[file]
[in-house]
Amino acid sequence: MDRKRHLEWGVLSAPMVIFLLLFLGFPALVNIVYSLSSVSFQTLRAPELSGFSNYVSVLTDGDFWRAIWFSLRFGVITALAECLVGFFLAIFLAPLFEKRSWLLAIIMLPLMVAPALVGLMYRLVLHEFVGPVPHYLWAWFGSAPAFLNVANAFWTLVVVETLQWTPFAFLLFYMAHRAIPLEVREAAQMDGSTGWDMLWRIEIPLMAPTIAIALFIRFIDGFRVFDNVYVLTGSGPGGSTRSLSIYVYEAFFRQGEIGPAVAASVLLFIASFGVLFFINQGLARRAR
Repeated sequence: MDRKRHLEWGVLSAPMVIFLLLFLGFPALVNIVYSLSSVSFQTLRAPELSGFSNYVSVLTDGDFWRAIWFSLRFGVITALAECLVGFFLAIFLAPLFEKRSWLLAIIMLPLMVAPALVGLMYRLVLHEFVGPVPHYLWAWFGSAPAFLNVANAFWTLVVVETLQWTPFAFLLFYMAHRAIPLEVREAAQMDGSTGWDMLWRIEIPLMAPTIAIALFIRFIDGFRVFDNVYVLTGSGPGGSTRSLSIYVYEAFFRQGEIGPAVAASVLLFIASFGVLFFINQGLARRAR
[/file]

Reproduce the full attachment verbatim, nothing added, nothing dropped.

[in-house]
Amino acid sequence: MDRKRHLEWGVLSAPMVIFLLLFLGFPALVNIVYSLSSVSFQTLRAPELSGFSNYVSVLTDGDFWRAIWFSLRFGVITALAECLVGFFLAIFLAPLFEKRSWLLAIIMLPLMVAPALVGLMYRLVLHEFVGPVPHYLWAWFGSAPAFLNVANAFWTLVVVETLQWTPFAFLLFYMAHRAIPLEVREAAQMDGSTGWDMLWRIEIPLMAPTIAIALFIRFIDGFRVFDNVYVLTGSGPGGSTRSLSIYVYEAFFRQGEIGPAVAASVLLFIASFGVLFFINQGLARRAR
Repeated sequence: MDRKRHLEWGVLSAPMVIFLLLFLGFPALVNIVYSLSSVSFQTLRAPELSGFSNYVSVLTDGDFWRAIWFSLRFGVITALAECLVGFFLAIFLAPLFEKRSWLLAIIMLPLMVAPALVGLMYRLVLHEFVGPVPHYLWAWFGSAPAFLNVANAFWTLVVVETLQWTPFAFLLFYMAHRAIPLEVREAAQMDGSTGWDMLWRIEIPLMAPTIAIALFIRFIDGFRVFDNVYVLTGSGPGGSTRSLSIYVYEAFFRQGEIGPAVAASVLLFIASFGVLFFINQGLARRAR